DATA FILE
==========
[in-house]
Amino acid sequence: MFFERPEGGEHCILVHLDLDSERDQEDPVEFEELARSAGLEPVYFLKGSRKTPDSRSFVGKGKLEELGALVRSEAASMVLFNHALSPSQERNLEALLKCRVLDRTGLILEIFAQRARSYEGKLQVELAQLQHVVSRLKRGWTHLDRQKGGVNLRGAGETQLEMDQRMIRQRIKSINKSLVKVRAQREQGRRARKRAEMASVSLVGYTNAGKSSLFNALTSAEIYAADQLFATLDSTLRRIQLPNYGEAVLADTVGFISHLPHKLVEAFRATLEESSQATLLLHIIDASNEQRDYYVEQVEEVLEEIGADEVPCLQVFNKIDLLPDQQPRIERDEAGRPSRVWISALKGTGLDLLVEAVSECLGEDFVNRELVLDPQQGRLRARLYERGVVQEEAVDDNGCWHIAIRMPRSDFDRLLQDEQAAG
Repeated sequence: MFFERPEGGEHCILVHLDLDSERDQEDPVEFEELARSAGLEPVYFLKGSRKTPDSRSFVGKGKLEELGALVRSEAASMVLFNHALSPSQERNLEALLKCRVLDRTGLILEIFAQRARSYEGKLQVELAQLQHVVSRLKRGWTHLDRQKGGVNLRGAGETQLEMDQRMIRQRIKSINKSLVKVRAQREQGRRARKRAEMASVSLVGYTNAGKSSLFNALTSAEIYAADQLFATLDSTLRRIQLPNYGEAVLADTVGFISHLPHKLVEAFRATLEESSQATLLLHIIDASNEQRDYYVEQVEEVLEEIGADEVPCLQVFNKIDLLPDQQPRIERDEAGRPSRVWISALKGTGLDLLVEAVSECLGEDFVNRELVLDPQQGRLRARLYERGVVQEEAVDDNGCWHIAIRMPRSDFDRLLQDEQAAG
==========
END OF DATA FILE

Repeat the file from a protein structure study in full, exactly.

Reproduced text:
[in-house]
Amino acid sequence: MFFERPEGGEHCILVHLDLDSERDQEDPVEFEELARSAGLEPVYFLKGSRKTPDSRSFVGKGKLEELGALVRSEAASMVLFNHALSPSQERNLEALLKCRVLDRTGLILEIFAQRARSYEGKLQVELAQLQHVVSRLKRGWTHLDRQKGGVNLRGAGETQLEMDQRMIRQRIKSINKSLVKVRAQREQGRRARKRAEMASVSLVGYTNAGKSSLFNALTSAEIYAADQLFATLDSTLRRIQLPNYGEAVLADTVGFISHLPHKLVEAFRATLEESSQATLLLHIIDASNEQRDYYVEQVEEVLEEIGADEVPCLQVFNKIDLLPDQQPRIERDEAGRPSRVWISALKGTGLDLLVEAVSECLGEDFVNRELVLDPQQGRLRARLYERGVVQEEAVDDNGCWHIAIRMPRSDFDRLLQDEQAAG
Repeated sequence: MFFERPEGGEHCILVHLDLDSERDQEDPVEFEELARSAGLEPVYFLKGSRKTPDSRSFVGKGKLEELGALVRSEAASMVLFNHALSPSQERNLEALLKCRVLDRTGLILEIFAQRARSYEGKLQVELAQLQHVVSRLKRGWTHLDRQKGGVNLRGAGETQLEMDQRMIRQRIKSINKSLVKVRAQREQGRRARKRAEMASVSLVGYTNAGKSSLFNALTSAEIYAADQLFATLDSTLRRIQLPNYGEAVLADTVGFISHLPHKLVEAFRATLEESSQATLLLHIIDASNEQRDYYVEQVEEVLEEIGADEVPCLQVFNKIDLLPDQQPRIERDEAGRPSRVWISALKGTGLDLLVEAVSECLGEDFVNRELVLDPQQGRLRARLYERGVVQEEAVDDNGCWHIAIRMPRSDFDRLLQDEQAAG